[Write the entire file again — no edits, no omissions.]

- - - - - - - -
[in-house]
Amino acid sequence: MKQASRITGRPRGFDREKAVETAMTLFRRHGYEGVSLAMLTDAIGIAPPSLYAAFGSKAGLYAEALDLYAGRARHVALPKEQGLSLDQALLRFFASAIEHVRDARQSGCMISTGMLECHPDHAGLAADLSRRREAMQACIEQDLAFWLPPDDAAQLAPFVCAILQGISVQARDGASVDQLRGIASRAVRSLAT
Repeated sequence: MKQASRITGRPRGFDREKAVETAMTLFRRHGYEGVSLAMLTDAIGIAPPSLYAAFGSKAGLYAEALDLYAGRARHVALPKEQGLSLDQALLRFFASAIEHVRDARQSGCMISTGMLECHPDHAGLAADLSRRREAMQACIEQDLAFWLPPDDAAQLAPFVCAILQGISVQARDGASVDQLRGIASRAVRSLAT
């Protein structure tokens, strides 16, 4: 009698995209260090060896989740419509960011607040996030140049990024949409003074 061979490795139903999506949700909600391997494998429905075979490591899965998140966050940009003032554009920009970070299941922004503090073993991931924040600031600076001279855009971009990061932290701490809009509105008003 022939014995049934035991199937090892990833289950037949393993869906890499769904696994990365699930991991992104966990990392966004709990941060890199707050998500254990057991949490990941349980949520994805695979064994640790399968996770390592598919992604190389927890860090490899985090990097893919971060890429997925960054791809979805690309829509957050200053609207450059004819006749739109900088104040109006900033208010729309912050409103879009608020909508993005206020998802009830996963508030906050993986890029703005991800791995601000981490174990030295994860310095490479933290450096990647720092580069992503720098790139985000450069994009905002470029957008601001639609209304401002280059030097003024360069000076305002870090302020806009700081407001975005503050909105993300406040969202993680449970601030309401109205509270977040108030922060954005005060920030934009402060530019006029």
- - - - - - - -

[in-house]
Amino acid sequence: MKQASRITGRPRGFDREKAVETAMTLFRRHGYEGVSLAMLTDAIGIAPPSLYAAFGSKAGLYAEALDLYAGRARHVALPKEQGLSLDQALLRFFASAIEHVRDARQSGCMISTGMLECHPDHAGLAADLSRRREAMQACIEQDLAFWLPPDDAAQLAPFVCAILQGISVQARDGASVDQLRGIASRAVRSLAT
Repeated sequence: MKQASRITGRPRGFDREKAVETAMTLFRRHGYEGVSLAMLTDAIGIAPPSLYAAFGSKAGLYAEALDLYAGRARHVALPKEQGLSLDQALLRFFASAIEHVRDARQSGCMISTGMLECHPDHAGLAADLSRRREAMQACIEQDLAFWLPPDDAAQLAPFVCAILQGISVQARDGASVDQLRGIASRAVRSLAT
């Protein structure tokens, strides 16, 4: 009698995209260090060896989740419509960011607040996030140049990024949409003074 061979490795139903999506949700909600391997494998429905075979490591899965998140966050940009003032554009920009970070299941922004503090073993991931924040600031600076001279855009971009990061932290701490809009509105008003 022939014995049934035991199937090892990833289950037949393993869906890499769904696994990365699930991991992104966990990392966004709990941060890199707050998500254990057991949490990941349980949520994805695979064994640790399968996770390592598919992604190389927890860090490899985090990097893919971060890429997925960054791809979805690309829509957050200053609207450059004819006749739109900088104040109006900033208010729309912050409103879009608020909508993005206020998802009830996963508030906050993986890029703005991800791995601000981490174990030295994860310095490479933290450096990647720092580069992503720098790139985000450069994009905002470029957008601001639609209304401002280059030097003024360069000076305002870090302020806009700081407001975005503050909105993300406040969202993680449970601030309401109205509270977040108030922060954005005060920030934009402060530019006029």